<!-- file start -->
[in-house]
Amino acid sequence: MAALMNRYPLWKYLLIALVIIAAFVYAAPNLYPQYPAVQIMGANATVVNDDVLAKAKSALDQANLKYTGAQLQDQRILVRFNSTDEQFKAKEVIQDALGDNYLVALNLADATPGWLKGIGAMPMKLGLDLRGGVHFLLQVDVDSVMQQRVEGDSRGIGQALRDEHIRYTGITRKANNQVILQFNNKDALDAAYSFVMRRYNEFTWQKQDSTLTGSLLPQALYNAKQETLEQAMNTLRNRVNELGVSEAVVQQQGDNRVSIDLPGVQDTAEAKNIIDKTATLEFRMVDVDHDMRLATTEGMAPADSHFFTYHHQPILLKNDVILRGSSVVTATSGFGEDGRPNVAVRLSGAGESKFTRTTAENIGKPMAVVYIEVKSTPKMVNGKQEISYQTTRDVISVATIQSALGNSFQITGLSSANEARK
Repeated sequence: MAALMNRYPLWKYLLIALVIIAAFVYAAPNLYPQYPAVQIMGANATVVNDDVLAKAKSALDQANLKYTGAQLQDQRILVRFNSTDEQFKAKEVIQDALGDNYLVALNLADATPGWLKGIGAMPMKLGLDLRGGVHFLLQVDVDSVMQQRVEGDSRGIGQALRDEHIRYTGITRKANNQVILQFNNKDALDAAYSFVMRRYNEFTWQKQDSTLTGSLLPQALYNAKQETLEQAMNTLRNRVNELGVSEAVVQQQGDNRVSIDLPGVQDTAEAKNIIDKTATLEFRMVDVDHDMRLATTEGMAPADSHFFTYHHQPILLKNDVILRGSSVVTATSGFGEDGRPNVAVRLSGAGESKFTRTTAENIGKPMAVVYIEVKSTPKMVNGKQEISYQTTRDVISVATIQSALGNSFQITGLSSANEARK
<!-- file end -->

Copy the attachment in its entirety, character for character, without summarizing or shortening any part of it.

[in-house]
Amino acid sequence: MAALMNRYPLWKYLLIALVIIAAFVYAAPNLYPQYPAVQIMGANATVVNDDVLAKAKSALDQANLKYTGAQLQDQRILVRFNSTDEQFKAKEVIQDALGDNYLVALNLADATPGWLKGIGAMPMKLGLDLRGGVHFLLQVDVDSVMQQRVEGDSRGIGQALRDEHIRYTGITRKANNQVILQFNNKDALDAAYSFVMRRYNEFTWQKQDSTLTGSLLPQALYNAKQETLEQAMNTLRNRVNELGVSEAVVQQQGDNRVSIDLPGVQDTAEAKNIIDKTATLEFRMVDVDHDMRLATTEGMAPADSHFFTYHHQPILLKNDVILRGSSVVTATSGFGEDGRPNVAVRLSGAGESKFTRTTAENIGKPMAVVYIEVKSTPKMVNGKQEISYQTTRDVISVATIQSALGNSFQITGLSSANEARK
Repeated sequence: MAALMNRYPLWKYLLIALVIIAAFVYAAPNLYPQYPAVQIMGANATVVNDDVLAKAKSALDQANLKYTGAQLQDQRILVRFNSTDEQFKAKEVIQDALGDNYLVALNLADATPGWLKGIGAMPMKLGLDLRGGVHFLLQVDVDSVMQQRVEGDSRGIGQALRDEHIRYTGITRKANNQVILQFNNKDALDAAYSFVMRRYNEFTWQKQDSTLTGSLLPQALYNAKQETLEQAMNTLRNRVNELGVSEAVVQQQGDNRVSIDLPGVQDTAEAKNIIDKTATLEFRMVDVDHDMRLATTEGMAPADSHFFTYHHQPILLKNDVILRGSSVVTATSGFGEDGRPNVAVRLSGAGESKFTRTTAENIGKPMAVVYIEVKSTPKMVNGKQEISYQTTRDVISVATIQSALGNSFQITGLSSANEARK